There are six airlines operating flights from London to New York, all of them classic legacy carriers. Logic would suggest that such fierce competition on flights between the two 'world capitals' would result in regular price wars, but the last few years have seen fares go in only one direction – up.
Virgin Atlantic might like to consider itself the rebellious upstart, but its prices are often matched to within 50p of the so-called old school establishment figure British Airways. The other four competitors – American Airlines, Kuwait Airways, Delta and Continental – are hardly bargain basement either.
Average fares for return economy flights between London and New York currently range between £350 and £400, around £100 more than before the credit crunch. There are five main reasons why the availability of cheap flights to New York is so scarce:
1. The economic crisis has led to a fall in demand from lucrative business passengers. Airlines have had to bump up economy fares in order to compensate for this loss in revenue.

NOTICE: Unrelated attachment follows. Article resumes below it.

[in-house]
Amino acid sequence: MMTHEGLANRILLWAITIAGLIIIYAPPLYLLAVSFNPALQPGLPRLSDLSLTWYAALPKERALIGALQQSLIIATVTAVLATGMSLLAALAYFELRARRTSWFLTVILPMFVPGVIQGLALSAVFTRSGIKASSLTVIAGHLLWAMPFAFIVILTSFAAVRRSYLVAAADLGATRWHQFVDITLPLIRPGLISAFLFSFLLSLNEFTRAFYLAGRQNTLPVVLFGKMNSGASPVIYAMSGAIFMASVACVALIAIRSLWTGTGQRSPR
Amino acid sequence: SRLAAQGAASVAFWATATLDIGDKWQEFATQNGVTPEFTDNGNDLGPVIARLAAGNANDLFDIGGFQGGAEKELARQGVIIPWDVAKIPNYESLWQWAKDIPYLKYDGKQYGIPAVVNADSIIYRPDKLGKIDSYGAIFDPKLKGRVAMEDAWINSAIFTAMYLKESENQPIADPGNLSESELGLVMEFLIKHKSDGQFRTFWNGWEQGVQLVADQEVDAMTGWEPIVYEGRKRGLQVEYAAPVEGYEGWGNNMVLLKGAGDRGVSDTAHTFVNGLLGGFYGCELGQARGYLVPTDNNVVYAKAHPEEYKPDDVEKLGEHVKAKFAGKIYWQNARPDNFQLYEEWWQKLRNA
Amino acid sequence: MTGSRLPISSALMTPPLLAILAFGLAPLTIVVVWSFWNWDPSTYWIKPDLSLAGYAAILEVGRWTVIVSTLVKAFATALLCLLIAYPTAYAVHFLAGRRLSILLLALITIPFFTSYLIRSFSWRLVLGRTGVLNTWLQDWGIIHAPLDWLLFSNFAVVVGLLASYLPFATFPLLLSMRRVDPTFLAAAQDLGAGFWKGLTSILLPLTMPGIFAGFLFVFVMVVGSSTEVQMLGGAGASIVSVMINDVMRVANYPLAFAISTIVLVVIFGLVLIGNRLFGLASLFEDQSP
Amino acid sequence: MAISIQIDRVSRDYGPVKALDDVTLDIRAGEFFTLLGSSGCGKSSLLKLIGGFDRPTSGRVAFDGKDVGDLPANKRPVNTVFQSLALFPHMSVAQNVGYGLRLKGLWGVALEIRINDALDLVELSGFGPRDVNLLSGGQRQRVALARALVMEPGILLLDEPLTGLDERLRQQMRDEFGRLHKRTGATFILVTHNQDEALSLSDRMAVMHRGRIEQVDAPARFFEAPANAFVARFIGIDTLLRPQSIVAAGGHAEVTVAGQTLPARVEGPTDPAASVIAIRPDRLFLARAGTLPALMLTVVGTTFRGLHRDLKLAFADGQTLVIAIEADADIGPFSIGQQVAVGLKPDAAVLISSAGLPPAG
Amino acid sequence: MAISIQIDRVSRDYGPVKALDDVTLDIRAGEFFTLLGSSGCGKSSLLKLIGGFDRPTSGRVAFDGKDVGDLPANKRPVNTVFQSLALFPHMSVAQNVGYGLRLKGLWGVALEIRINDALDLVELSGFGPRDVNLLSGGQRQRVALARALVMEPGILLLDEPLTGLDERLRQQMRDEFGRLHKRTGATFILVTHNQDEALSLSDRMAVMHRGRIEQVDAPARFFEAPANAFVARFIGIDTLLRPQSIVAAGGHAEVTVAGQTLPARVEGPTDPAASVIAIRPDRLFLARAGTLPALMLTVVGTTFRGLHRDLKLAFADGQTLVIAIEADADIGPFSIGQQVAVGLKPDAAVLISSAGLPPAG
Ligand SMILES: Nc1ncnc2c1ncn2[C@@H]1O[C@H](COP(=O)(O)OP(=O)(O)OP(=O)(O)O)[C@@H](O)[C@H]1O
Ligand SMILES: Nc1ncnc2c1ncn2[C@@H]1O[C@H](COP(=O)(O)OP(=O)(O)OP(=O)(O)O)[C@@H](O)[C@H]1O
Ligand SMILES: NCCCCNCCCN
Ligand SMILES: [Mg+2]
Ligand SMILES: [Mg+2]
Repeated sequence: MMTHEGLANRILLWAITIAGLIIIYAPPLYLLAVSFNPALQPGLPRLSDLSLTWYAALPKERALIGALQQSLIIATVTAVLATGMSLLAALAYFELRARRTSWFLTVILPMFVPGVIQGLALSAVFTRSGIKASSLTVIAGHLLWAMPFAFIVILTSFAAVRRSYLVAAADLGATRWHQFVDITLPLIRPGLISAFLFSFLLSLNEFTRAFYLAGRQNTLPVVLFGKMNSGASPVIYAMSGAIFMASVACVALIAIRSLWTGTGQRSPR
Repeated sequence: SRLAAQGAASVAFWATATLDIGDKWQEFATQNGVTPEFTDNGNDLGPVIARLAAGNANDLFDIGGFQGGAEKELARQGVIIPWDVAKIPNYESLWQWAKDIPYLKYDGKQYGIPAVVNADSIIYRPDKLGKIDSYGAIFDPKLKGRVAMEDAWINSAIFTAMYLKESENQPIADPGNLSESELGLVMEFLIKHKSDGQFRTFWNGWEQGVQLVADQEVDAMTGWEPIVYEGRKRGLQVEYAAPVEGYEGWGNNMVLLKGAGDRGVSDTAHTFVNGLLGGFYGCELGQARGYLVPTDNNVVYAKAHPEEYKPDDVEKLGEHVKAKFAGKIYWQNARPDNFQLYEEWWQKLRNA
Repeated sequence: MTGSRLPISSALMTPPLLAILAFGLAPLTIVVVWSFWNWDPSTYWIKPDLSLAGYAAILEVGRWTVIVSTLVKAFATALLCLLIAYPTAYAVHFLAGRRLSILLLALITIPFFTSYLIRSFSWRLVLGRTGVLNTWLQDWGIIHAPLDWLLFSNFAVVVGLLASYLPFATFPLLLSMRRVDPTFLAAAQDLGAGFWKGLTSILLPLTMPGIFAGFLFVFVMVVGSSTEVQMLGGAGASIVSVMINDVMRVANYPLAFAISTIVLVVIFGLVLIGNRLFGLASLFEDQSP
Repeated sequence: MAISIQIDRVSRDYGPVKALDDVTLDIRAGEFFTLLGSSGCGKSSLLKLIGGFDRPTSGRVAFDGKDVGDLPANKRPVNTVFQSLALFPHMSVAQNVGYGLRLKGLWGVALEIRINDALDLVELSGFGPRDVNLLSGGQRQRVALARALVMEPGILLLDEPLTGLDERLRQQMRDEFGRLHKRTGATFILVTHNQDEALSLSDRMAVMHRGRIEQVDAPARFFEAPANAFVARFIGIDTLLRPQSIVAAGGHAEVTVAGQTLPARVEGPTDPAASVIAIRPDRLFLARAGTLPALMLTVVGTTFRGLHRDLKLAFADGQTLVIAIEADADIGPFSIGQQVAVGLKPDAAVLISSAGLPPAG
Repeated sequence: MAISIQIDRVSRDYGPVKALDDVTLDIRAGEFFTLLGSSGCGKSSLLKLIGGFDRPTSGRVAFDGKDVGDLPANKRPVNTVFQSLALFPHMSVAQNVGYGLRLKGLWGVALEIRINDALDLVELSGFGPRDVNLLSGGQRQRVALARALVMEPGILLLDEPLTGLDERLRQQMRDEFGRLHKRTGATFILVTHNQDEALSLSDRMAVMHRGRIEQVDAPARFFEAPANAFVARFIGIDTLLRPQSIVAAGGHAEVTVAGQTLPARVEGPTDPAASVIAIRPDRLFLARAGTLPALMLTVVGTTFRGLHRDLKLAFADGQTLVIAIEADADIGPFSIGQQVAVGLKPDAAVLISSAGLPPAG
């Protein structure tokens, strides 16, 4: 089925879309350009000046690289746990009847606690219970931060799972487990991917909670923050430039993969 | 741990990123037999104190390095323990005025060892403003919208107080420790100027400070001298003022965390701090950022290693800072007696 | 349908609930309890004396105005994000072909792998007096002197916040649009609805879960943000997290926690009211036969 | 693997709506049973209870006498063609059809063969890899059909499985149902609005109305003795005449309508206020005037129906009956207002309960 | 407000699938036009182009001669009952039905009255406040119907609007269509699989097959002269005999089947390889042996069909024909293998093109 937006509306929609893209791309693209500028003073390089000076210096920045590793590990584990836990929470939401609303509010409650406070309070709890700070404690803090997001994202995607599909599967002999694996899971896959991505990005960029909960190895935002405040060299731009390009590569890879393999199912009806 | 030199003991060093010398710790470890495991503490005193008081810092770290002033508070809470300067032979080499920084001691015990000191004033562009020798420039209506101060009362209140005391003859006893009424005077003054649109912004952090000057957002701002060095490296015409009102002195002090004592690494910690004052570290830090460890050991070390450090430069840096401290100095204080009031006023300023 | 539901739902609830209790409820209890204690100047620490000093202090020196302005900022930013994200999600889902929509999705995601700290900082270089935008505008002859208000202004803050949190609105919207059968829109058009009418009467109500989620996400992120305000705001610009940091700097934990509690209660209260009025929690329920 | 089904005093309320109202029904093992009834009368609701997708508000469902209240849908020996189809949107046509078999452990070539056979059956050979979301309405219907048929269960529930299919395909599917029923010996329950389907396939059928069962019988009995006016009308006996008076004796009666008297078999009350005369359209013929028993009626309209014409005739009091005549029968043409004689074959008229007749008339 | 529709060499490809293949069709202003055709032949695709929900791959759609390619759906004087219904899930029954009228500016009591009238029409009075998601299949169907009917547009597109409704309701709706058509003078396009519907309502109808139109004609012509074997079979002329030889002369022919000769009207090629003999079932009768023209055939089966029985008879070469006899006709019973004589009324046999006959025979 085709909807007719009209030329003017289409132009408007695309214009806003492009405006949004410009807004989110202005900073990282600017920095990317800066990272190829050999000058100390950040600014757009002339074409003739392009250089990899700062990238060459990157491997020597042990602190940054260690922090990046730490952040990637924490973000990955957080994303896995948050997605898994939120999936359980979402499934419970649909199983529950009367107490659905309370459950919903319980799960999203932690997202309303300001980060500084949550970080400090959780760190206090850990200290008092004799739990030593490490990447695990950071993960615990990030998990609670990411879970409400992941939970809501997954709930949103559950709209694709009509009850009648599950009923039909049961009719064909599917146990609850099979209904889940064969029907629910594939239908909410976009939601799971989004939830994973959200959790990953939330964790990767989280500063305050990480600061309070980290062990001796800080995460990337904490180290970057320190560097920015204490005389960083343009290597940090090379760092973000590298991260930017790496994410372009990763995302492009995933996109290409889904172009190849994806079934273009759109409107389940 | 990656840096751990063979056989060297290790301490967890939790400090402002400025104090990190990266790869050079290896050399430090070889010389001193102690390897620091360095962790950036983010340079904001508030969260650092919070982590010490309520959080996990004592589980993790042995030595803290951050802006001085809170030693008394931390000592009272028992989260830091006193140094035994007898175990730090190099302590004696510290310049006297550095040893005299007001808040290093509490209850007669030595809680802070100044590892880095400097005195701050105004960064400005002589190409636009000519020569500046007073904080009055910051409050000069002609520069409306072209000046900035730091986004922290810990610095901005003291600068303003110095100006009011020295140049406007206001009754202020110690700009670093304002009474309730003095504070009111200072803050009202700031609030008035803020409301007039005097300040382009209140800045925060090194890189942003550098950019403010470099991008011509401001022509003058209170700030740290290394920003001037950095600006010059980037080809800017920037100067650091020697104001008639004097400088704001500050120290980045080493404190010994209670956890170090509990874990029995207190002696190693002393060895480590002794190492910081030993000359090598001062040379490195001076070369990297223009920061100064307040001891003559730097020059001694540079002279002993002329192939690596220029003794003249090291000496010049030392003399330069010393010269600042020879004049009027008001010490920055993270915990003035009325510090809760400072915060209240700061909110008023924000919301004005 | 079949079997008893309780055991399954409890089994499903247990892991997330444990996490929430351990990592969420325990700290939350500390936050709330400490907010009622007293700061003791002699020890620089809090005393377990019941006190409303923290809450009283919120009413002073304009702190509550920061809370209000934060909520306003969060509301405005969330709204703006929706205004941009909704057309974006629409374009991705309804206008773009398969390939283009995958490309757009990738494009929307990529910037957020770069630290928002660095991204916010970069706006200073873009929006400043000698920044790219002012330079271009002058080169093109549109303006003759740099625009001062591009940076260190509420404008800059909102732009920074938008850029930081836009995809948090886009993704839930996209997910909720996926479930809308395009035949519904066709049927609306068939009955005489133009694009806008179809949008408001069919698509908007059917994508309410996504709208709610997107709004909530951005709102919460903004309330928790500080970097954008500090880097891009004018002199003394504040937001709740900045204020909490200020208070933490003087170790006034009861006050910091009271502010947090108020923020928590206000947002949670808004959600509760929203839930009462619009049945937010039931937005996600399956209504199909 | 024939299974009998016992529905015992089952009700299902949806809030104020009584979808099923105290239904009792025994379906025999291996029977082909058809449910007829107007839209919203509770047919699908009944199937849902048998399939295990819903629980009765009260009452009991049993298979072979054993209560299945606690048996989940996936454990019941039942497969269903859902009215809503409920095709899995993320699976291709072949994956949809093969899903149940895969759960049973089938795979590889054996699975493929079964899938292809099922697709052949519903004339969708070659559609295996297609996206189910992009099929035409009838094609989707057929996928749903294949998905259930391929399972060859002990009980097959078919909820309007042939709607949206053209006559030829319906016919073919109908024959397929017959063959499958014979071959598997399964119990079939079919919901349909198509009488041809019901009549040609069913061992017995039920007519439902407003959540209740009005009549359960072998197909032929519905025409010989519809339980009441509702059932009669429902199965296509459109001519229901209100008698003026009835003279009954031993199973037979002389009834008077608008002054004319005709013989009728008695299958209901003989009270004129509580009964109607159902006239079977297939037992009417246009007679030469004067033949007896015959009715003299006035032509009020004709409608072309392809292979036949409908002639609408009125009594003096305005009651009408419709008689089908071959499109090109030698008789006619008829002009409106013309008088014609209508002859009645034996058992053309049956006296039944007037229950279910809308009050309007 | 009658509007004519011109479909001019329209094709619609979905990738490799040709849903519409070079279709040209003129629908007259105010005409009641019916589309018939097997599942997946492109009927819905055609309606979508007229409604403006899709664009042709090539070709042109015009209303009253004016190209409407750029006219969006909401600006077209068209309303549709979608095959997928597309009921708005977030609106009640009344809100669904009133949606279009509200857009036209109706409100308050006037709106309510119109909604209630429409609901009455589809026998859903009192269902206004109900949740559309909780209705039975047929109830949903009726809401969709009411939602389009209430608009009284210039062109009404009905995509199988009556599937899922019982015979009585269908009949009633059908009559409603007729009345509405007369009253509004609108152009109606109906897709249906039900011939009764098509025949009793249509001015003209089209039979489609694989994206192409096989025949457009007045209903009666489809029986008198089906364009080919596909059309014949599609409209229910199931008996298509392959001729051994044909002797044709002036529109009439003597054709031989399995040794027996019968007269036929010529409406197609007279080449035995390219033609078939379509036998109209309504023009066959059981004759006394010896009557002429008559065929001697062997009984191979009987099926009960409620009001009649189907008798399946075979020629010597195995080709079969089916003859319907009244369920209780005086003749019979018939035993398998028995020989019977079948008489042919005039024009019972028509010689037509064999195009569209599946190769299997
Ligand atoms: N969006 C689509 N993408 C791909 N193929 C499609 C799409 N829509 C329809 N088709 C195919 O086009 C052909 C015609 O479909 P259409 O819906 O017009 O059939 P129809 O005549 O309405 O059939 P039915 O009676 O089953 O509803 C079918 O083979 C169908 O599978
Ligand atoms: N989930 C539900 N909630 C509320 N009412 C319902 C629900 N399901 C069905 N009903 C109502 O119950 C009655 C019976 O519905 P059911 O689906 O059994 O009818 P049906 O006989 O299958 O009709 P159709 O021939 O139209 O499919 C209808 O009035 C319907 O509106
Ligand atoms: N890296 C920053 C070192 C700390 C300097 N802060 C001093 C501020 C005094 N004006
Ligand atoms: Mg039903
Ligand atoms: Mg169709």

2. The ever increasing cost of fuel costs has inevitably been passed onto the consumer.
3. The high volume of transit passengers catching connecting flights from London and New York means that airlines have no option but to use expensive hub airports such as JFK and Heathrow.
4. New York does not have a dedicated no-frills hub like London's Luton or Stansted. The US equivalent of Ryanair, Southwest Airlines, use Long Island Airport (50 miles east of Manhattan), but there is little room for expansion. Flights to Europe are not permitted from New York's third largest airport La Guardia.
5. The no-frills model has so far failed to work on flights longer than three hours. The average flight time between London and New York is 7hrs30. Budget airlines keep down costs by using small, relatively cheap aircraft that handle several flights per day. To make long-haul routes work airlines have to use much larger aircraft that are very expensive to buy.